The soundtrack’s not bad, either.

Janet Leigh, Please Pick Up A White Courtesy Phone

This is Shower Scene, from Saint Etienne’s Finisterre, which I reviewed back when it came out.

So here’s a puzzle: Tales From Turnpike House, the latest St. Etienne long-player, is available on the UK iTunes Store, but isn’t available in the US iTunes store, even though there doesn’t appear to be any movement on any front to have this disc released on this side of the Atlantic. It’d seem to me that releasing something like this on iTunes would be a cheap and easy way to determine if there’s a market for it…

(as a side note, people who bought Tales From Turnpike House from iTunes also bought The Feynman Lectures on Physics, The Very Best of Edith Piaf, and a live album by Los de Abajo, a Mexican poli-punk band…)

Almost Posted This Elsewhere

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It took an unusual level of self-control to not post this link to Global Voices.

I'm Rubber...

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Greatest condom ad ever? We report, you decide.

At The Two-Thirds Mark...

If the playoffs started today, the Yankees would be at home… watching them on TV.

Most Surprising Team: The Red Sox. If you judged how a team was doing by reading local press coverage, you’d think the Bosox were in third place and fading fast. They have a losing record in their own division. Their ace has missed half the season and still hasn’t returned to the rotation; their closer couldn’t close a screen door and is now out with knee surgery; middle relief has mostly been relief for opposing batters; their slugging first baseman has a grand total of 4 home runs for the season and has been publicly unhappy; their single best player has been loafing in the field and publicly demanded a trade. Yet somehow they’ve pulled off the second-best record in the AL and are 4.5 games up on the second-place Yankees. Of course, it helps that they’ve scored the most runs in the majors.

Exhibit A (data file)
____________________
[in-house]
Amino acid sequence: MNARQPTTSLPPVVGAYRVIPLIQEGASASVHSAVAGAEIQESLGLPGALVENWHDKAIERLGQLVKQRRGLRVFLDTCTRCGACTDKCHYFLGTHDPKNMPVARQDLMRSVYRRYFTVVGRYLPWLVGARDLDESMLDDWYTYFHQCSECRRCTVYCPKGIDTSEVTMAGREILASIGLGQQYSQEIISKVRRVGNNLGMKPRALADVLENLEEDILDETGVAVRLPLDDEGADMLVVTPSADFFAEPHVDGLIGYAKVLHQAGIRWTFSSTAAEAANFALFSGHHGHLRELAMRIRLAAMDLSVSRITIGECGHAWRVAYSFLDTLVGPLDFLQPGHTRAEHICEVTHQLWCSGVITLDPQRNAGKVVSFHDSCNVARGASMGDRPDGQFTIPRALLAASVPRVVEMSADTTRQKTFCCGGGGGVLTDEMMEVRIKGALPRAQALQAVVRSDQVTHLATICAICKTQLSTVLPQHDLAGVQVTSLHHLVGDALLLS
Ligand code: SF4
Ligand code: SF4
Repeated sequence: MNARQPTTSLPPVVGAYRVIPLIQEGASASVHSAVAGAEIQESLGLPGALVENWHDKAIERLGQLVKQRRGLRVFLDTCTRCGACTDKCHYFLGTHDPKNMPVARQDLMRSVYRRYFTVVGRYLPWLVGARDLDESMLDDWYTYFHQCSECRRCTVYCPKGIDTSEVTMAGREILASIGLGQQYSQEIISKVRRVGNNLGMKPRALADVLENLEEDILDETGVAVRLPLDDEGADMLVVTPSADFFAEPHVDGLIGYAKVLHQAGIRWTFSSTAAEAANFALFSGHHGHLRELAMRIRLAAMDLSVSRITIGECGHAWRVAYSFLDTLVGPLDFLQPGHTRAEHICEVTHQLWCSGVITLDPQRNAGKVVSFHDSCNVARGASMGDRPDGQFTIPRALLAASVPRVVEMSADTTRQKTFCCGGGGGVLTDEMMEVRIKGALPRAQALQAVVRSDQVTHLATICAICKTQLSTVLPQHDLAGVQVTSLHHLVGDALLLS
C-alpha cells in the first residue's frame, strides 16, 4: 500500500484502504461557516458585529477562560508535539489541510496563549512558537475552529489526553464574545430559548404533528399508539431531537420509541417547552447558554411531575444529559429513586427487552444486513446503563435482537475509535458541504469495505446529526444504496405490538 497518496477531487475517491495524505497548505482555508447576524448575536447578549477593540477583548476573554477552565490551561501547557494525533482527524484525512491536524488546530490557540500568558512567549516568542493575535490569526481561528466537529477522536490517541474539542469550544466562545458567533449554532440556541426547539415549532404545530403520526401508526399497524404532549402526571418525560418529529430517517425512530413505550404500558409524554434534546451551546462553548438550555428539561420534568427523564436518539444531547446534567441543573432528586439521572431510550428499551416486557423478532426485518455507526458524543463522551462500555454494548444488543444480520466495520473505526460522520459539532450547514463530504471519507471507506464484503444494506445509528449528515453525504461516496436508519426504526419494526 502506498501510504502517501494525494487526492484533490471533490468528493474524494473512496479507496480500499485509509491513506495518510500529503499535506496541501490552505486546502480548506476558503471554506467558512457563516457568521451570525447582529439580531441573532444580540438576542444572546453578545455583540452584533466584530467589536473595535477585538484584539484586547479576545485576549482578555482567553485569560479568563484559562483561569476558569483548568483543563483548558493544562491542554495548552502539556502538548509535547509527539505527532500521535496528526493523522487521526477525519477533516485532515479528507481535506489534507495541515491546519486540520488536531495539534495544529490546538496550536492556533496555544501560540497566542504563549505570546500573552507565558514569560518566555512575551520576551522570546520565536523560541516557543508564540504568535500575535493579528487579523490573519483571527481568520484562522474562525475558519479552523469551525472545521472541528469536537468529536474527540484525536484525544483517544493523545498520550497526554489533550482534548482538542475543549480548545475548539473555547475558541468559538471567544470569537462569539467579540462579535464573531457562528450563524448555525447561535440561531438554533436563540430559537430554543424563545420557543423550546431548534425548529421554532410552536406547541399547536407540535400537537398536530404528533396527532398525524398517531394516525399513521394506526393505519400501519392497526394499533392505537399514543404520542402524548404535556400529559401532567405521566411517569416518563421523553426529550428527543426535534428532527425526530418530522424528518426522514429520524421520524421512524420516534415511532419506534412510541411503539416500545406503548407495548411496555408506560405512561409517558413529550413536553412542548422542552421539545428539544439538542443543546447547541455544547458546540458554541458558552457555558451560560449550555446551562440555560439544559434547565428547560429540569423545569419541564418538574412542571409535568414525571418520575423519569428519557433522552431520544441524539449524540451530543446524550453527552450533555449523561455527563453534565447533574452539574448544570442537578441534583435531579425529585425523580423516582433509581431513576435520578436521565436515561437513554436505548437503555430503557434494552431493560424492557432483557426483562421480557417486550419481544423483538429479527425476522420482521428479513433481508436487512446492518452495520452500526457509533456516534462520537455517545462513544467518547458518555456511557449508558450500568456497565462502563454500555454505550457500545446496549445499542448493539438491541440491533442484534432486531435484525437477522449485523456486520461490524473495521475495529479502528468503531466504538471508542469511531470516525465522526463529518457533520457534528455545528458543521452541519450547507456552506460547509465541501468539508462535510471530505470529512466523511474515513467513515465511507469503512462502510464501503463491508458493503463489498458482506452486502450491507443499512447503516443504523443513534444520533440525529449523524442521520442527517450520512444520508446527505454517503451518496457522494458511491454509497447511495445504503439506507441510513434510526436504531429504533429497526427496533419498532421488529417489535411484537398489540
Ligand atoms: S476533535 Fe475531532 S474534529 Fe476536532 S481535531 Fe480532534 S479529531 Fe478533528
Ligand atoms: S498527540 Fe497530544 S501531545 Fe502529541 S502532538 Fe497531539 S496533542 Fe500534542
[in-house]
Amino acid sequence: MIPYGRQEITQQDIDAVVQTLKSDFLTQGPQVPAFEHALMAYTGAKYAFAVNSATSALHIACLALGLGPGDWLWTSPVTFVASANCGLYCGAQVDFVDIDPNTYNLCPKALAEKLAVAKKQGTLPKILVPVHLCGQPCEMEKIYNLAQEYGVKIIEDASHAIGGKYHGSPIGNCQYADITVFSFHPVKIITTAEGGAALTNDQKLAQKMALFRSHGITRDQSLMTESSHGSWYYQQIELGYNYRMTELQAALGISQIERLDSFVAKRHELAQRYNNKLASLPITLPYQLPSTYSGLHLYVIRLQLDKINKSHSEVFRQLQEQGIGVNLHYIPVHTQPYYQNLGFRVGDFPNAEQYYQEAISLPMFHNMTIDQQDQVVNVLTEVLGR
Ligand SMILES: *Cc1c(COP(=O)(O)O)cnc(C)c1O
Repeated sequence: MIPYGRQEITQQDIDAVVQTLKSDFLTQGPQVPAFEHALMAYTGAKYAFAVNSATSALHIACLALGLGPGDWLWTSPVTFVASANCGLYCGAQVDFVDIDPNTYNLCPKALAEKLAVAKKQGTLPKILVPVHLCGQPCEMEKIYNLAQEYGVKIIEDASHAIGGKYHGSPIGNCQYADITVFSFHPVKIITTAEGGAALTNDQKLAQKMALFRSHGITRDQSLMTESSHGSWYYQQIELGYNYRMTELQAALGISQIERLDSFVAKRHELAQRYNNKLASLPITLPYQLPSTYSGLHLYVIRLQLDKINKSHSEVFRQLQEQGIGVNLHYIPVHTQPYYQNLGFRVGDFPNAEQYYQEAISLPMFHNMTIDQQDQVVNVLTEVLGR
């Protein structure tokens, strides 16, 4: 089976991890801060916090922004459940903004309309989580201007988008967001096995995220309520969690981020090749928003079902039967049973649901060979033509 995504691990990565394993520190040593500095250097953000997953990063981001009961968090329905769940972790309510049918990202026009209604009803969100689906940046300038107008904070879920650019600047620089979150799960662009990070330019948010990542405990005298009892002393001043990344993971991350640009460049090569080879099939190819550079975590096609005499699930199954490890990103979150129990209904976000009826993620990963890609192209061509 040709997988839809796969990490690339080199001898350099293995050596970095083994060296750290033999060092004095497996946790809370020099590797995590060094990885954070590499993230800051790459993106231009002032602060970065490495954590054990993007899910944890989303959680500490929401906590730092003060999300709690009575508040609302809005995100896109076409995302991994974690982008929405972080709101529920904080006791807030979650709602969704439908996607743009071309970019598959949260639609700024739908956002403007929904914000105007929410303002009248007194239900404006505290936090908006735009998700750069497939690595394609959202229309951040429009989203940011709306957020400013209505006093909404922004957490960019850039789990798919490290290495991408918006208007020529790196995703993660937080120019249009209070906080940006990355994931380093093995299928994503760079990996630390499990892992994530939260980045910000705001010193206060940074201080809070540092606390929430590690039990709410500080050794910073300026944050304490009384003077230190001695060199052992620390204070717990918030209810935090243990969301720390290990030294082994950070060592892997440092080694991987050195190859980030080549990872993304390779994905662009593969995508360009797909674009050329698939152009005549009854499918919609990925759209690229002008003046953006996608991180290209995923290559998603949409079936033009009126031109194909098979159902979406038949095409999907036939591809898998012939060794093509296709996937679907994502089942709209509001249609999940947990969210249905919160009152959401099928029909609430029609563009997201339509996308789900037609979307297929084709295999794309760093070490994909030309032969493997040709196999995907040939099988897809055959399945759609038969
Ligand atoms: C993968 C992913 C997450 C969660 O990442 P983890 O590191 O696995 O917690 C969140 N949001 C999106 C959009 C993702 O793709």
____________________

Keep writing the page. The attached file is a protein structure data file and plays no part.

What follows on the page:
Second-Most Surprising Team: The White Sox. 14 games up? They could coast and play under .500 ball the rest of the way and end up with a 97-65 record. To catch them, the Indians would have to go 40-15—a .727 winning percentage—and that would only tie the ChiSox.

Comeback Player (so far): Nomar. I’d earlier written that it looked like he was out for the season; now it looks like he’ll return within a week. Too bad the Cubbies are five games out of the the wildcard…

Most Pathetic Division: The NL West. The Giants apparently played 10 games under .500 in June and July yet still managed to gain 3.5 games in the standings. Division-leading San Diego is under .500, with only a winning record against their own division.